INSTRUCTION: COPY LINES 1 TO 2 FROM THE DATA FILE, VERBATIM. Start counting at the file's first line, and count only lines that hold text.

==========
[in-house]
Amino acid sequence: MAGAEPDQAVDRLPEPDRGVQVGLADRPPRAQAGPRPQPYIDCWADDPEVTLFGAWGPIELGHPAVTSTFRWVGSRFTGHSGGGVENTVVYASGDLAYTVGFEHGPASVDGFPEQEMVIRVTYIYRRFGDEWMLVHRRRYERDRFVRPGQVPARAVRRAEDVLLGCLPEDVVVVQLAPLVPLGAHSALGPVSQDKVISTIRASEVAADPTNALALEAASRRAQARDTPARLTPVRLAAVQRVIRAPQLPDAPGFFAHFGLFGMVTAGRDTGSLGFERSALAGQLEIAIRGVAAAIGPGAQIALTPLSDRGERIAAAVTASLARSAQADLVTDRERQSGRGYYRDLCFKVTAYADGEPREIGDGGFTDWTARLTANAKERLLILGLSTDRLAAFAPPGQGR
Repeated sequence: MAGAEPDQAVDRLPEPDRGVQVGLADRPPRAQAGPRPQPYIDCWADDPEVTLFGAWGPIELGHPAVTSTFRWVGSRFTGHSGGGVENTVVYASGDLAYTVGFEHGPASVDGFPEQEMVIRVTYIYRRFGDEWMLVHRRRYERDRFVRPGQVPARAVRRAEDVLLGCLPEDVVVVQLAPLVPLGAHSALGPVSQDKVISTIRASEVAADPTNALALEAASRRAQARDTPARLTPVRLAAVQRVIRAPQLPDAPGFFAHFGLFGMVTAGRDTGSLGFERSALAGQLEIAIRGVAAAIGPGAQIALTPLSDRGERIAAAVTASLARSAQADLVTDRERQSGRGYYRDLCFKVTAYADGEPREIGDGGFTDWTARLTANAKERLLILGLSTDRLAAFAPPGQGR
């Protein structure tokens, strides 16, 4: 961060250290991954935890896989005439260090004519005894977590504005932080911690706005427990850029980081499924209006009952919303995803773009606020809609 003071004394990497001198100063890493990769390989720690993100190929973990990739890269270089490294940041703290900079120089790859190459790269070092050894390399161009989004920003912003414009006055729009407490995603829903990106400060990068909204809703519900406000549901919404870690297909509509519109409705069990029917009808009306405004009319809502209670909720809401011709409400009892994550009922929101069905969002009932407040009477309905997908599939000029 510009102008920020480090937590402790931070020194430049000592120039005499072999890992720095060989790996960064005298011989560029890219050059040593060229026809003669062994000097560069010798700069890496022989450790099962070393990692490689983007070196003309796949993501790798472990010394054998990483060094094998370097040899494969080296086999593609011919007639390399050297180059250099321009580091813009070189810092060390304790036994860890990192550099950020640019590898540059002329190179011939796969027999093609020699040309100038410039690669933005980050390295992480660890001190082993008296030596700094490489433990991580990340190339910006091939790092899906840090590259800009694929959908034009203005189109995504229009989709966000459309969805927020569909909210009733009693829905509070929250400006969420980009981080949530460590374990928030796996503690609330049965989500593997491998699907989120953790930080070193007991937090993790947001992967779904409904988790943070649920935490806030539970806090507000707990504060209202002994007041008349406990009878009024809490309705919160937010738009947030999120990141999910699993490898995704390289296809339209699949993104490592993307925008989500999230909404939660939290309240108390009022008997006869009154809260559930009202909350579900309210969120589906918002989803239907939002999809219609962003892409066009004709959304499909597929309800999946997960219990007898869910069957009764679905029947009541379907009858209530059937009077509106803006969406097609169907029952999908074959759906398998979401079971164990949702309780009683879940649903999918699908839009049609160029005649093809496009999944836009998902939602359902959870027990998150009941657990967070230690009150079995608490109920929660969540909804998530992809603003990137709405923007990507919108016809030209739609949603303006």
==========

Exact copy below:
[in-house]
Amino acid sequence: MAGAEPDQAVDRLPEPDRGVQVGLADRPPRAQAGPRPQPYIDCWADDPEVTLFGAWGPIELGHPAVTSTFRWVGSRFTGHSGGGVENTVVYASGDLAYTVGFEHGPASVDGFPEQEMVIRVTYIYRRFGDEWMLVHRRRYERDRFVRPGQVPARAVRRAEDVLLGCLPEDVVVVQLAPLVPLGAHSALGPVSQDKVISTIRASEVAADPTNALALEAASRRAQARDTPARLTPVRLAAVQRVIRAPQLPDAPGFFAHFGLFGMVTAGRDTGSLGFERSALAGQLEIAIRGVAAAIGPGAQIALTPLSDRGERIAAAVTASLARSAQADLVTDRERQSGRGYYRDLCFKVTAYADGEPREIGDGGFTDWTARLTANAKERLLILGLSTDRLAAFAPPGQGR